The Environment Agency visited businesses in Tyne & Wear in an operation to tackle environmental pollution.
Environment Agency officers visited 30 businesses in Washington, Tyne & Wear in an operation to tackle environmental pollution.
A team of eight officers spoke with business owners on the Swan Industrial Estates and the NEP Business Park to ensure they store and remove waste in accordance with the law as well as carrying out general pollution prevention inspections looking at drainage, and waste and oil storage. They also checked waste transfer notes and whether they were required to be a registered waste carrier.
During the exercise they identified a drain water pollution violation, a potential illegal waste site and a business that was illegally burning cardboard. Overall they found that most businesses were doing well.
Environment Officer, Katherine Dowling, who led the campaign, said:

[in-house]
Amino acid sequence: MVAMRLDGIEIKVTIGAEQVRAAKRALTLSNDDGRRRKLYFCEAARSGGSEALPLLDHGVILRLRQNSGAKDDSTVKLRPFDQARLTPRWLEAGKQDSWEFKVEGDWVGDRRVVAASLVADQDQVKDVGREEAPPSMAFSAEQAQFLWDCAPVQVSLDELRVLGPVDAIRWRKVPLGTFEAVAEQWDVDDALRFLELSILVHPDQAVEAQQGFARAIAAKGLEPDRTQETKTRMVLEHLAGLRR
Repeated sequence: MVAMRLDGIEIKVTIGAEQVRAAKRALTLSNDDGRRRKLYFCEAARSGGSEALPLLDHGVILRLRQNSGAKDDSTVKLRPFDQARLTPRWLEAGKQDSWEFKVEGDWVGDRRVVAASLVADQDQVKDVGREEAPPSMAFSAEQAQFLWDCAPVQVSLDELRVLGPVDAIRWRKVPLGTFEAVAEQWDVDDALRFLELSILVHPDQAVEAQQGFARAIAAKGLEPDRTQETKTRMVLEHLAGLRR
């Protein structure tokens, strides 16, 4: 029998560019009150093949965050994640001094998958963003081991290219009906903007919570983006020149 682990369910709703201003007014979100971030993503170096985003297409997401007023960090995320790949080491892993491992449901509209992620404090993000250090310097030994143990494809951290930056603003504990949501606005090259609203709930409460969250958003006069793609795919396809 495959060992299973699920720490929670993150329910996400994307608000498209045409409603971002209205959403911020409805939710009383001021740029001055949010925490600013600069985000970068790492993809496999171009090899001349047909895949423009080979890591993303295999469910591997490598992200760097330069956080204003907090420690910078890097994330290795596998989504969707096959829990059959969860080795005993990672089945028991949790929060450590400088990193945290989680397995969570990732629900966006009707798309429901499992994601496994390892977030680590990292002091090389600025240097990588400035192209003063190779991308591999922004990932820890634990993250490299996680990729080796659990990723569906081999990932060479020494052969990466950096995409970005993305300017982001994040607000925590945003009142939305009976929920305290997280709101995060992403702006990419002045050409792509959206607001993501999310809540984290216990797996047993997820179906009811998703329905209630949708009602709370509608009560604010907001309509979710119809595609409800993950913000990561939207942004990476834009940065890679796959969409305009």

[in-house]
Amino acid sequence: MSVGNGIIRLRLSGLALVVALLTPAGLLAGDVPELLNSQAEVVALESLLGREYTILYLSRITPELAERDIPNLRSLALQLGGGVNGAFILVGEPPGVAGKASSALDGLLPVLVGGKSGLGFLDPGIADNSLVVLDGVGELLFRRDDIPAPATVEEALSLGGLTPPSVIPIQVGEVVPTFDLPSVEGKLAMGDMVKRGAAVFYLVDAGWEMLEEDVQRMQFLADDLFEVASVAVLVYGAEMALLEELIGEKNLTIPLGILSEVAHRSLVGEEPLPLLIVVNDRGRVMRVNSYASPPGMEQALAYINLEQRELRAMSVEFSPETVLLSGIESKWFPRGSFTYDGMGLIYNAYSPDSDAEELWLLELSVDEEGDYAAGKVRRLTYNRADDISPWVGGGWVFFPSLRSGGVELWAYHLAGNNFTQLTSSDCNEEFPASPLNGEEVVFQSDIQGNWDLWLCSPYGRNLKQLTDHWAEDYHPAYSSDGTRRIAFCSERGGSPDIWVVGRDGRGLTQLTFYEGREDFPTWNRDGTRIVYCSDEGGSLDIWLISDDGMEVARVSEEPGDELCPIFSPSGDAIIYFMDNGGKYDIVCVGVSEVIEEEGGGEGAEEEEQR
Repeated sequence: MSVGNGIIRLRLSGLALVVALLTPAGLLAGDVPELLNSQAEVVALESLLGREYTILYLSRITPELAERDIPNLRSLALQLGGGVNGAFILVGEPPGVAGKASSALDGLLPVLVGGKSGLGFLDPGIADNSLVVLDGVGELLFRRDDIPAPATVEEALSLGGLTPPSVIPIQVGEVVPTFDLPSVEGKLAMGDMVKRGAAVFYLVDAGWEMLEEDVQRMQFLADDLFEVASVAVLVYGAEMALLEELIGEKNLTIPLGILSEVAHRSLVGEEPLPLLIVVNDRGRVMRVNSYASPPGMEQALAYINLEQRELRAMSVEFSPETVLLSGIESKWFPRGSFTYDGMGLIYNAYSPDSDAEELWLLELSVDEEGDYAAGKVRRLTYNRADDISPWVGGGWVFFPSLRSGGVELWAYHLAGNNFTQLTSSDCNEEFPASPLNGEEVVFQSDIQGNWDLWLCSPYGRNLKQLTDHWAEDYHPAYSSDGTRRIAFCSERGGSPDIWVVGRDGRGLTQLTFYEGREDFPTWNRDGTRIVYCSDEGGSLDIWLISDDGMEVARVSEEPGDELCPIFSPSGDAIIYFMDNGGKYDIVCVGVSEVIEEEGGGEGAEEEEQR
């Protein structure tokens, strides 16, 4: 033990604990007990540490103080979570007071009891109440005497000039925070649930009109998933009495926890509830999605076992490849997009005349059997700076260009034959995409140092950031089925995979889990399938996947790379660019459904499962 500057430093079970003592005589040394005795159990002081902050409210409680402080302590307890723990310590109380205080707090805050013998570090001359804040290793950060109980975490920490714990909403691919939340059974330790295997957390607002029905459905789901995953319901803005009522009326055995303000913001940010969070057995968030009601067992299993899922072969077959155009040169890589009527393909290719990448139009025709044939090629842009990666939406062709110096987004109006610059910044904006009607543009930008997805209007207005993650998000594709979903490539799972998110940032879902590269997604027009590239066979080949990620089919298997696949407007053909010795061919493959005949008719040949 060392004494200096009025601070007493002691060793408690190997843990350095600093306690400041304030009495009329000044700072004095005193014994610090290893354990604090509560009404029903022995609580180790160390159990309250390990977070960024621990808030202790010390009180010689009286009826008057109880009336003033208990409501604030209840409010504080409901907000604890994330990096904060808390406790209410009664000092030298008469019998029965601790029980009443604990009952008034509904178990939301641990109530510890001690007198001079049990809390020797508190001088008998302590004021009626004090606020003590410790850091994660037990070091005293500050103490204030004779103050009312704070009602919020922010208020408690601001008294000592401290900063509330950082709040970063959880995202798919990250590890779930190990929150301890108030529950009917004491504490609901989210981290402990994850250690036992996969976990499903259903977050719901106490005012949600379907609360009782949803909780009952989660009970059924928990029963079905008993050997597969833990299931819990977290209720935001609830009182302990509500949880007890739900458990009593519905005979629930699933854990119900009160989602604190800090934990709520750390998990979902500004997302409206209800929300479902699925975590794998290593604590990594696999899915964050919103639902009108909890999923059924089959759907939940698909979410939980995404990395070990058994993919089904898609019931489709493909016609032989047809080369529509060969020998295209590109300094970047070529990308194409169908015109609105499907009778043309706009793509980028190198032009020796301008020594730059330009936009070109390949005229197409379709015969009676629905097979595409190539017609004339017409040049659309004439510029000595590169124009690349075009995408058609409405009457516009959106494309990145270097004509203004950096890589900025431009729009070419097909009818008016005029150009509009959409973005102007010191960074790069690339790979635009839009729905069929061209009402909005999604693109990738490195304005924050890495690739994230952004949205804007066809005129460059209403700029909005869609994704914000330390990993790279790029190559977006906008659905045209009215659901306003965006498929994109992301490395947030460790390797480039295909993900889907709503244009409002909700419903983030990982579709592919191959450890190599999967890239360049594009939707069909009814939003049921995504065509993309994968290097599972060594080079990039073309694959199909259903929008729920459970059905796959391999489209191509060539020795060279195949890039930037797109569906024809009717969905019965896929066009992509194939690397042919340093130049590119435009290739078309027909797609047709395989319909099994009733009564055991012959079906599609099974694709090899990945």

It was a very useful and successful exercise. We’re working hard to raise awareness and ensure businesses are following their duty of care responsibilities, including making sure any waste they produce is handled responsibly and legally.
This helps minimise the impact on communities and the environment that we all enjoy. It was pleasing to find that most businesses we visited are aware of and operating in line with the regulations.
The Environment Agency regularly receives reports from nearby residents of noise, litter and odour from the Industrial Estate, which is home to several waste operators and other businesses including metal works, fast food outlets, manufacturers, accident repair centres and IT centres.
The patrol specifically targeted non-waste operators in a bid to assess, record and reduce their potential contribution to pollution in the area.
Officers spoke to businesses about rats, litter, noise and odour and gave advice and guidance. All businesses will receive a follow up letter regarding their responsibilities under environmental legislation, which includes ensuring their waste is collected by a registered and licensed contractors with the correct paperwork.
Other follow up actions include writing to landlords and liaising with Sunderland City Council regarding fast food outlets.